I remember counting the days until maternity leave. I marked off the hours to “freedom” on a calendar above my work desk. I couldn’t wait to be a stay at home mum, a lady of leisure, and finally stop having to work so darn hard every day.
Turns out being a stay at home mum was the hardest work I’d ever done. But nobody even noticed the sweat pouring from my brow.
I was constantly told how fortunate I was to be living the “dream” to be home with my babies. That I was privileged to not have to “work”. People thought nothing of asking me to run errands or mind their little ones, because I did not work. My house was expected to be clean, because I did not work. My kids were supposed to be sleeping through the night, toilet trained, organically fed little angels… because I did not work.
As I struggled with a baby, two toddlers and a shopping trolley, the ladies at the supermarket would smile and remind me that these were the happiest years of my life. At the checkout a teenage boy would ask how my day had been and my eyes would well up because I felt like someone finally cared. He’d enquire what I’d been up to that morning and I’d hesitate, wondering if he’d be interested in the standoff I had with my toddler about the seatbelt.
In the end I’d mumble “nothing much”. It felt like the truth.
The invisible work of a stay at home mum
Later, I’d feel guilty as I considered the well-intentioned “happiest years of my life” reminders. Because I didn’t feel happy a lot of the time. Mostly I felt exhausted. Some days I felt depressed. Worst of all I felt invisible. All the evidence of my hard work was erased the second I completed it.
If I fed the baby, they were hungry again.
If I changed a nappy, the toddler pooped in it.
If I cooked dinner, it disappeared in five minutes.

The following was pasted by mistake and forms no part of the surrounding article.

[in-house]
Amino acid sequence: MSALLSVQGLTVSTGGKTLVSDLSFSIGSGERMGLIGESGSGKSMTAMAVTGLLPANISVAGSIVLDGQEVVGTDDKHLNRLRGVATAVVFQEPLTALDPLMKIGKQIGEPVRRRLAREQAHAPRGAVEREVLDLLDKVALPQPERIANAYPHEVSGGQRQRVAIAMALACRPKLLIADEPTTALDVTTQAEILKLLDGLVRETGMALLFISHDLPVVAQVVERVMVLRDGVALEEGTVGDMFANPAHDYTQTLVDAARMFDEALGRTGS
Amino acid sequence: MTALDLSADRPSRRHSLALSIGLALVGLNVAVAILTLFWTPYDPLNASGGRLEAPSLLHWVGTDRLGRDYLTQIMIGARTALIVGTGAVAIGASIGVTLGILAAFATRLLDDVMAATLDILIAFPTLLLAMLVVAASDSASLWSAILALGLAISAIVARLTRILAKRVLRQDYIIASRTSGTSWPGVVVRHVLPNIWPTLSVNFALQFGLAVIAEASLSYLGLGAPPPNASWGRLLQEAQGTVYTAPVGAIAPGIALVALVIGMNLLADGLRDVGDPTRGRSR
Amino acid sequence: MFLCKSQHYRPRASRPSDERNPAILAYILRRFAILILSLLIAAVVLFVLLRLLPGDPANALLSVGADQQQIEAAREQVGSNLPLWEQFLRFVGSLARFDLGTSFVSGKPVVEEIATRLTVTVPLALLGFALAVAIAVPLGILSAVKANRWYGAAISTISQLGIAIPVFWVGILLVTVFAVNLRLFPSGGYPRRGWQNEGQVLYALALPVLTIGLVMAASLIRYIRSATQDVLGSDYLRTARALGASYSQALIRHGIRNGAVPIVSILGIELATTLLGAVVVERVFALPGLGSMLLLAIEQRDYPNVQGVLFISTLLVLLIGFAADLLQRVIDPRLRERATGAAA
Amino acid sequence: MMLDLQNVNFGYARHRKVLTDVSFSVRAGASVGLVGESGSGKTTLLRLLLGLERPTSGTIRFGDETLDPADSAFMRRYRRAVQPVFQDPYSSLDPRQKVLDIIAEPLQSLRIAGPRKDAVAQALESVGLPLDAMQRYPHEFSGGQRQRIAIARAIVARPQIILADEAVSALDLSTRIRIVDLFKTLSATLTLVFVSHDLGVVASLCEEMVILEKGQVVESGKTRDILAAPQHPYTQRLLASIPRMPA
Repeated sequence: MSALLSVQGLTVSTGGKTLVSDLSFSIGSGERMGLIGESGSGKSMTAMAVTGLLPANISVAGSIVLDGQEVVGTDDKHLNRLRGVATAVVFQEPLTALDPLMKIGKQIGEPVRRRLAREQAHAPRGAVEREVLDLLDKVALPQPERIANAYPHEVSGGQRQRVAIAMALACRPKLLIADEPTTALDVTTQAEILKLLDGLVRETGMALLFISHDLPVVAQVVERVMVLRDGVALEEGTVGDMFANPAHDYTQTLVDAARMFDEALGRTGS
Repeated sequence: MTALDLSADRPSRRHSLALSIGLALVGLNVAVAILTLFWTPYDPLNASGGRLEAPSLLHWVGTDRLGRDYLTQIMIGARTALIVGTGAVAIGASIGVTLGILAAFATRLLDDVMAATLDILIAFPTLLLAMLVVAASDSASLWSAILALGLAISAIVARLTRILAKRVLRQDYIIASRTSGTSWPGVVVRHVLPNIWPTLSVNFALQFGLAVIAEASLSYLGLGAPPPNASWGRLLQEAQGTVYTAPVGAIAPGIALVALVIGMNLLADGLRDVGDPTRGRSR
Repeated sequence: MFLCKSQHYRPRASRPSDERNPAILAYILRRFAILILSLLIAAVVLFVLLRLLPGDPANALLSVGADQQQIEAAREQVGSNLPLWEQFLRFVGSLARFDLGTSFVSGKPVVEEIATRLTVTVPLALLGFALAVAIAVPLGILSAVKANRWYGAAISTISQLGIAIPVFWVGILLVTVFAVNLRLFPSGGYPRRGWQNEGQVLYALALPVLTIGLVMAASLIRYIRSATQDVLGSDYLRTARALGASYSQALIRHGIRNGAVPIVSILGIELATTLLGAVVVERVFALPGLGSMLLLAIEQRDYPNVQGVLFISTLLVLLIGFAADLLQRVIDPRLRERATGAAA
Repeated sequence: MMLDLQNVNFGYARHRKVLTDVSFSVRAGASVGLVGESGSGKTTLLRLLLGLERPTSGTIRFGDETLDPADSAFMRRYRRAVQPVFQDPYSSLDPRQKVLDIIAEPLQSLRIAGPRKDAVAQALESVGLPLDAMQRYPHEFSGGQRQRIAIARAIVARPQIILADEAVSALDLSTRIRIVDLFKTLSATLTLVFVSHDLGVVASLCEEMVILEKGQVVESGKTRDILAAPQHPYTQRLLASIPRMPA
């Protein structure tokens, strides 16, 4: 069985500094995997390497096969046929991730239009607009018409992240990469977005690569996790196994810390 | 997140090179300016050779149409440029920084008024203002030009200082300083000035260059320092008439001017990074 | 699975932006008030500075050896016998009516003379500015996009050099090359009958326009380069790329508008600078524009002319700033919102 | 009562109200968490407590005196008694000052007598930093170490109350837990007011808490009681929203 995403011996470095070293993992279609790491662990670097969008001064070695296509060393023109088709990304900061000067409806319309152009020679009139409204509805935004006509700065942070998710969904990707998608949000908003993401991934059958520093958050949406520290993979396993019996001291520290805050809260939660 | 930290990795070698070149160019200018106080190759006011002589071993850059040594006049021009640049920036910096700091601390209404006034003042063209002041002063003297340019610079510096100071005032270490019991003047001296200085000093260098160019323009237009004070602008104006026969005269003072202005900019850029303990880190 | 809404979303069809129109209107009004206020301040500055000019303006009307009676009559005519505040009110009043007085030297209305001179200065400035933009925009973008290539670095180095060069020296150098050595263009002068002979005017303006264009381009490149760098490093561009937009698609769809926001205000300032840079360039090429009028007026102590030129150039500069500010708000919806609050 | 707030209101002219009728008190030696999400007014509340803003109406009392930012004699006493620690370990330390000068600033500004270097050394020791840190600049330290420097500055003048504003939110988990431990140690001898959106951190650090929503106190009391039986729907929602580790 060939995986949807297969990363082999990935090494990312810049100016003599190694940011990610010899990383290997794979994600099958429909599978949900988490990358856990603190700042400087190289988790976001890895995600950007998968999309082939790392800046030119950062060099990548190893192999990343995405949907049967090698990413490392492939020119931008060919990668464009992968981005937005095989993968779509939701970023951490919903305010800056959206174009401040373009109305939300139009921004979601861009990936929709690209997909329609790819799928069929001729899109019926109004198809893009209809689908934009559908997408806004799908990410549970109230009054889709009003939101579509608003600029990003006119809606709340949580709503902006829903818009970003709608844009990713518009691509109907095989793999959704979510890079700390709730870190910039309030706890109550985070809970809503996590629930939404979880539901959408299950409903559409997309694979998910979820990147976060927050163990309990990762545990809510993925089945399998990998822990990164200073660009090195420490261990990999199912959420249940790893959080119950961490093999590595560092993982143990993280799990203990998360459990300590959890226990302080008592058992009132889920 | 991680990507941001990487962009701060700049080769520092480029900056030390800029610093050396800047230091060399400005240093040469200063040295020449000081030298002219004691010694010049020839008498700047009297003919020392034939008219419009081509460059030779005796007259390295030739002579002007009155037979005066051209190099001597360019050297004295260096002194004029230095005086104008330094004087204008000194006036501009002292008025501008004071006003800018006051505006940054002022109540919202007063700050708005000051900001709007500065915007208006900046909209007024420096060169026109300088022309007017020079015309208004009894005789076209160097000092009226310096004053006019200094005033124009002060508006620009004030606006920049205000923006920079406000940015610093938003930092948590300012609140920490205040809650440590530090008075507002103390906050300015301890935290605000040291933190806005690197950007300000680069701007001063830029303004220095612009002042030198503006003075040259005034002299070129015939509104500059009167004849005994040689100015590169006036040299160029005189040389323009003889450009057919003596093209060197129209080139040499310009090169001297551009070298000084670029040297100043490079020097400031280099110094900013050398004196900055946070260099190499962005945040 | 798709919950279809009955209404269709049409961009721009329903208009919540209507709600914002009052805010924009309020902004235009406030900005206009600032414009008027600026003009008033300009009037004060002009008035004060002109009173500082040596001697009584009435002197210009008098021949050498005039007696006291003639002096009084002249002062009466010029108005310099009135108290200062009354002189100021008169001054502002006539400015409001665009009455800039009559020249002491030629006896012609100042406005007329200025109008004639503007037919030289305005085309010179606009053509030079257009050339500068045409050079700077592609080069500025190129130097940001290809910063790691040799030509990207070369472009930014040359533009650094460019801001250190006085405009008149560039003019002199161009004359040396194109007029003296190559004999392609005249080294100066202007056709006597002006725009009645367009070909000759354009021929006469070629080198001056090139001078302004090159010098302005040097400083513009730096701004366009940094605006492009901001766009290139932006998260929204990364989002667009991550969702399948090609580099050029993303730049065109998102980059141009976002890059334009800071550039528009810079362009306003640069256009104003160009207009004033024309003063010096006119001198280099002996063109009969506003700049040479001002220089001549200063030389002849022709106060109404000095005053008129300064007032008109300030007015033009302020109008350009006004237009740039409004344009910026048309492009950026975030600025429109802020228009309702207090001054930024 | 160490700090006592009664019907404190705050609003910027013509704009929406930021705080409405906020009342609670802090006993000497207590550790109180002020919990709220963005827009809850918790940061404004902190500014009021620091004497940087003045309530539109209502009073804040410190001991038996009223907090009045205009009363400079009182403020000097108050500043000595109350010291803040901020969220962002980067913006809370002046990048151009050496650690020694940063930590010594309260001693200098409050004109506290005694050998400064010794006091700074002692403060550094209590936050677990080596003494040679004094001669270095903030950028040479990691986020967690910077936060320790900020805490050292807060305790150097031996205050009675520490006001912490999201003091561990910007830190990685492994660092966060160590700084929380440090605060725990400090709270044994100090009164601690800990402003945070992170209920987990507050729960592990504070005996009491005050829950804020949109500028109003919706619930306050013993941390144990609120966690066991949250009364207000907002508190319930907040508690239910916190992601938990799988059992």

If I cleaned a toilet, someone peed on the floor.
If I read 28 stories, there were demands for the 29th.
If I pulled an all-nighter, no-one gave a damn.
At the end of each day I lay down exhausted, feeling like I’d accomplished very little. My husband slept because he “worked”. I took the nightshift because I did “nothing”. Because dealing with toddler tantrums is a breeze on three hours sleep. Because who needs sleep when all you do is stay at home, breastfeed and watch Oprah?
We sympathise with people under the pump at the office. But to admit we are struggling with staying at home? That’s practically a moral failing for a woman. And so, SAHMs smile and nod when they are told how fortunate they are. And they cry when no-one is watching. Because in a society that values money and success, they sometimes feel worthless without “work”.
It gets easier. We promise.
To all those SAHMs sobbing into their pillows while simultaneously feeling like they don’t really have anything to complain about … it gets better, I promise. I’ve just completed the baby years, my kids can all poop in the toilet. Some have headed off to school and as I watch them walk in the gates with their enormous backpacks and I’m starting to get the sense that I haven’t actually been doing “nothing” all these years after all.
I’ve been raising these little humans, an incredibly important “work” that often feels like cleaning up never ending-mess.
If you know a SAHM, please don’t remind them that they are blessed. They already know how fortunate they are to have those beautiful babies. Instead, remember they are working their arses off like everyone else. And deep down, they just wish someone would notice, instead of acting like they were on some kind of extended holiday.
We see you stay at home mum. You deserve a raise, a promotion, a pat on the back, a full-night’s sleep. An uninterrupted conversation with another adult. A meal that is still hot, a poop in the toilet all on your lonesome. A freakin’ parade. And you have permission to flip the bird at anyone who asks “So… what did you do all day?”
Where to Get Help
If you are concerned about post-natal depression or anxiety, or about someone you love, then speak with your GP or health professional. You can also call Beyond Blue on 1300 224 636, or your local community or emergency mental health service for advice.
Perinatal Anxiety & Depression Australia (PANDA) has a Mental Health Checklist online tool that allows expectant and new parents to assess their emotional wellbeing.
Additionally, the websites below may be helpful.
Please, know that if you are struggling, you are not alone. You are not failing and you are not unworthy of support. For the sake of your baby, your family and yourself, speak up and seek help.